• How to handle an office relocation

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    An office move can be an overwhelming project, with many factors coming into play from the new office’s location, its transport links and whether it has enough parking spaces. Simon Gammell, director at Crown Workspace, shares his top five tips to help ease the whole process.

    As a PA, you tend to know the ins and outs of a business – the organisational structure, who’s leaving and joining, where people sit in the office, and who to call when things go wrong with the air conditioning.

    A PA’s job extends far beyond that of a regular employee. You are typically a trusted adviser to the senior management team and a fountain of knowledge for people to tap into. Because you are a trusted adviser, you are also often tasked with activities that fall outside of your remit.

    A great number of enquiries we receive about office relocations and updating workplace design, come from PAs. They are typically tasked by the CEO to shortlist a few companies who can provide an office relocations service or an office fit out. In some cases, PAs are tasked with managing the project from start to finish.

    We understand that project work such as this is not something you are an expert in, and it is likely that your boss hasn’t given you much information to go by to carry out the task.

    Having worked with many PAs on these types of projects, we’ve compiled our five top tips to help you manage an office relocation, fit-out and design.

    1. Know your budget and select a project team internally
    One of the most important things you need to do before you start the process is find out what the budget is for the project work/office move. When we ask businesses for their budget, on nine out of ten occasions they don’t know what it is. It is very difficult for us to provide advice and a proposal when a budget hasn’t been set. Be aware that 60 per cent of the budget you’ll spend on an office refurb or relocation will be on things you cannot see, such as air conditioning and lighting, so factor those costs in accordingly.

    “Getting your employees excited about the new office space is an important step in the transition, and a necessary one.”

    Get an internal project team together. You need to start the process by engaging with key stakeholders within your organisation including HR, IT, marketing and finance, to create a project team and produce a brief. Participants will need to be good communicators, understand what is required from the office move or redesign and can cascade information to employees effectively. They needn’t be experts in the process, but some experience of the business practicalities involved will be beneficial.

    2. Find out what your co-workers really want
    As soon as your boss decides to move office or update the office design and environment, urge them to allow you to send out a survey asking your co-workers what they’d most like to see from the new office space.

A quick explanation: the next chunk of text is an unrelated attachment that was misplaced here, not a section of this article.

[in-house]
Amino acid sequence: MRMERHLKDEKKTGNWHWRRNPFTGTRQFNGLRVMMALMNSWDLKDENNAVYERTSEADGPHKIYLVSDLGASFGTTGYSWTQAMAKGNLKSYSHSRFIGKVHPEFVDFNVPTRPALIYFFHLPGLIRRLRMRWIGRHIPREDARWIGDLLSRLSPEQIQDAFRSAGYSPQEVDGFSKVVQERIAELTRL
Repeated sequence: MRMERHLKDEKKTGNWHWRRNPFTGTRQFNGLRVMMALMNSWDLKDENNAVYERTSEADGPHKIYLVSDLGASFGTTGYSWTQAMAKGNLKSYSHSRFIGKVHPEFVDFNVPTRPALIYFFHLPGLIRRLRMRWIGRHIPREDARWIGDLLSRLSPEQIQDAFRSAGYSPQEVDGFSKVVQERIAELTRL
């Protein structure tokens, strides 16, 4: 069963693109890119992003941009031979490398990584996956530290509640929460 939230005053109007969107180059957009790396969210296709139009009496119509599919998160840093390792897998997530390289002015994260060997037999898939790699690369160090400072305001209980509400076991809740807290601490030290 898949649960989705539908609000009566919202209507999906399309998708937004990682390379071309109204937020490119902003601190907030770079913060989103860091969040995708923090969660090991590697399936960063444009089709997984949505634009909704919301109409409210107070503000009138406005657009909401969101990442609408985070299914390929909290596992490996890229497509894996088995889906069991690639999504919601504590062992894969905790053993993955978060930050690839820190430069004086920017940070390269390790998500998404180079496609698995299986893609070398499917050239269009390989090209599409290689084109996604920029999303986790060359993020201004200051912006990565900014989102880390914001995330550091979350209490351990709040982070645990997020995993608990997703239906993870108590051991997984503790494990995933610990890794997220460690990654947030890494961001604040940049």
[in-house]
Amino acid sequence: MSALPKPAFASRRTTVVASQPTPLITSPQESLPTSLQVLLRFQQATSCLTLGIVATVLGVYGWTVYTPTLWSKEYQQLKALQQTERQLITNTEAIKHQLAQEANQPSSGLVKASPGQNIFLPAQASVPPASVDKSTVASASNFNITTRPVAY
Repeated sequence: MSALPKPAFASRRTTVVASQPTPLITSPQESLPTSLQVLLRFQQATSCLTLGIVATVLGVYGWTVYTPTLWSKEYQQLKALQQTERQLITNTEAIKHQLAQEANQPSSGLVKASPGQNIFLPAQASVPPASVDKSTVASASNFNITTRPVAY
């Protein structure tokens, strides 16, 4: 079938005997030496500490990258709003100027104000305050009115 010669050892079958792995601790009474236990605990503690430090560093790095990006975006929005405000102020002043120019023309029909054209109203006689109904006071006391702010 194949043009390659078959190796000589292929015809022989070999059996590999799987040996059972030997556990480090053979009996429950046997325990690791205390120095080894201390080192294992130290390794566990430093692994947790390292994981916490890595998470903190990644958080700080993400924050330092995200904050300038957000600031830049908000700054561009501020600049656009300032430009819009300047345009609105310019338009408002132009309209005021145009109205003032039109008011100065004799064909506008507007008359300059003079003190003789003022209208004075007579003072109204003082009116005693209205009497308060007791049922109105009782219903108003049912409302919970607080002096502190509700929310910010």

Results from a survey we carried out with 500 SME business owners across Britain highlighted that employees most desire the following from their office space:

    • 23 per cent stated gym and fitness classes
    • 21 per cent a rooftop terrace or garden
    • 18 per cent an indoor garden
    • 16 per cent a creche or nursery
    • 13 per cent sleeping pods

    Bear in mind the desires of your co-workers to help you find a solution that makes the majority happy. Location is of course one of the most important factors in where a business relocates – is the location commutable for employees, does it have enough car parking, are you close to clients, are all things you need to ask during the process

    3. Ensure the senior management team is involved from the get go
    It’s crucial to get the senior management team involved in the decision-making process from the outset. Our survey results showed that only 20 per cent of the c-suite are involved in matters relating to the workplace environment and design. Failure to be a part of it can have a detrimental impact on the wellbeing of staff and the firm’s bottom line. By ensuring the senior team are part of the decision process at the start, you are less likely to need to make changes to the project work further down the line – this could save money and time.

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    4. What to consider when it comes to design
    Everyone within your organisation will have an idea on how the office should look and what it should include. Don’t get hung up on the latest design trends – the stripped back industrial design is what’s hot right now, but that might not be the right look for your brand and the sector your business operates in. Make the design personal to your organisation and think about the things you really need from the space and layout – what type of tables and chairs will you require and how many, will you need a hot desking space for agile working, think about energy efficient measures, requirements for data management and IT, cabling, and what you may need from the space in the future.

    5. Plan an event when the work is done
    Once your new space is ready, it’s time to plan a get together. Getting your employees excited about the new office space is an important step in the transition, and a necessary one. An Australian study found that many employees can be very attached to their workspaces, especially if they have worked in the same building or area for a significant amount of time. Hosting an office party is a great way to show off the new office space, bring everyone together, especially if you have a part of the workforce that spends most of the time out of the office or working from home.

  • AUTHOR

    Jade Burke

    Jade Burke, Editor for PA Life

    All stories by: Jade Burke